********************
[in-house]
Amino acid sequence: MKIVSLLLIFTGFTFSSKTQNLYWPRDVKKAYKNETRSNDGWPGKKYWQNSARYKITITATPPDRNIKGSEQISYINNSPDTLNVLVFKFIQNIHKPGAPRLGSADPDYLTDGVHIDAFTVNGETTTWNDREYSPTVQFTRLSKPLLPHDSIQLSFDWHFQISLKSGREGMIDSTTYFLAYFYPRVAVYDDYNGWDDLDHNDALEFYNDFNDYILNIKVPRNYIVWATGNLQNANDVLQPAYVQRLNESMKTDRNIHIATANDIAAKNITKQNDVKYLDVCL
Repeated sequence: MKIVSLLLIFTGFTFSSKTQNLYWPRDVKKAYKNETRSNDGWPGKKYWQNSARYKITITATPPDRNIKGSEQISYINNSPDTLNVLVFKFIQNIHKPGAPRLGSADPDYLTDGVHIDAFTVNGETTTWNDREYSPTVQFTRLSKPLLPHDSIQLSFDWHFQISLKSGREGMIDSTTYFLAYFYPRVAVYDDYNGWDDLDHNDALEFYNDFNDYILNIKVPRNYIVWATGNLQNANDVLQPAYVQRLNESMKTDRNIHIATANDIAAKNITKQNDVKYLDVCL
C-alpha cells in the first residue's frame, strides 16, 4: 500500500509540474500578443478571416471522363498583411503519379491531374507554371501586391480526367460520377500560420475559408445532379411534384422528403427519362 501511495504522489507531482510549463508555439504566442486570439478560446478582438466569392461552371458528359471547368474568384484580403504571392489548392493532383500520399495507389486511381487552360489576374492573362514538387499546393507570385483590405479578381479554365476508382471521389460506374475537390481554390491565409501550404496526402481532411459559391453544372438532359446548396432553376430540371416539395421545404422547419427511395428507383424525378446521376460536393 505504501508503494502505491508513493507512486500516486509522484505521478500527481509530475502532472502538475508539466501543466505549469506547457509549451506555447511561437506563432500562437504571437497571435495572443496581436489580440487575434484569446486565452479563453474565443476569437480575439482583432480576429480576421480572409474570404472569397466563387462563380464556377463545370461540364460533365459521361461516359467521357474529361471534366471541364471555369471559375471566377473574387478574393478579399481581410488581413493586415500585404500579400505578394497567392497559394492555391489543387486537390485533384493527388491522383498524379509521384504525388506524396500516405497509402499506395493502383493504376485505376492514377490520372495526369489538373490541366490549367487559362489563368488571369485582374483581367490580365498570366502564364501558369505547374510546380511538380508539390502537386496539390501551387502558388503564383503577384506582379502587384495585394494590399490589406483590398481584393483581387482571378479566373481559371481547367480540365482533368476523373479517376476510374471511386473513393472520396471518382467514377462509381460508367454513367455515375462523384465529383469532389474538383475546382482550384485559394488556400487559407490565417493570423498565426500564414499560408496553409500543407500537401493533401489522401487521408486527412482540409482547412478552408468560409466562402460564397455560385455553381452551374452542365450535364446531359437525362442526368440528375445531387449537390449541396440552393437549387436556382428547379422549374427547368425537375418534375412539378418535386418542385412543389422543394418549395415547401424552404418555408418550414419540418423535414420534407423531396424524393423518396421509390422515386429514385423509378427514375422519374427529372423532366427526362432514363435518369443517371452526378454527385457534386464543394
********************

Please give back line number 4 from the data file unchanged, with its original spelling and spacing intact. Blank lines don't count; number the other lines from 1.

C-alpha cells in the first residue's frame, strides 16, 4: 500500500509540474500578443478571416471522363498583411503519379491531374507554371501586391480526367460520377500560420475559408445532379411534384422528403427519362 501511495504522489507531482510549463508555439504566442486570439478560446478582438466569392461552371458528359471547368474568384484580403504571392489548392493532383500520399495507389486511381487552360489576374492573362514538387499546393507570385483590405479578381479554365476508382471521389460506374475537390481554390491565409501550404496526402481532411459559391453544372438532359446548396432553376430540371416539395421545404422547419427511395428507383424525378446521376460536393 505504501508503494502505491508513493507512486500516486509522484505521478500527481509530475502532472502538475508539466501543466505549469506547457509549451506555447511561437506563432500562437504571437497571435495572443496581436489580440487575434484569446486565452479563453474565443476569437480575439482583432480576429480576421480572409474570404472569397466563387462563380464556377463545370461540364460533365459521361461516359467521357474529361471534366471541364471555369471559375471566377473574387478574393478579399481581410488581413493586415500585404500579400505578394497567392497559394492555391489543387486537390485533384493527388491522383498524379509521384504525388506524396500516405497509402499506395493502383493504376485505376492514377490520372495526369489538373490541366490549367487559362489563368488571369485582374483581367490580365498570366502564364501558369505547374510546380511538380508539390502537386496539390501551387502558388503564383503577384506582379502587384495585394494590399490589406483590398481584393483581387482571378479566373481559371481547367480540365482533368476523373479517376476510374471511386473513393472520396471518382467514377462509381460508367454513367455515375462523384465529383469532389474538383475546382482550384485559394488556400487559407490565417493570423498565426500564414499560408496553409500543407500537401493533401489522401487521408486527412482540409482547412478552408468560409466562402460564397455560385455553381452551374452542365450535364446531359437525362442526368440528375445531387449537390449541396440552393437549387436556382428547379422549374427547368425537375418534375412539378418535386418542385412543389422543394418549395415547401424552404418555408418550414419540418423535414420534407423531396424524393423518396421509390422515386429514385423509378427514375422519374427529372423532366427526362432514363435518369443517371452526378454527385457534386464543394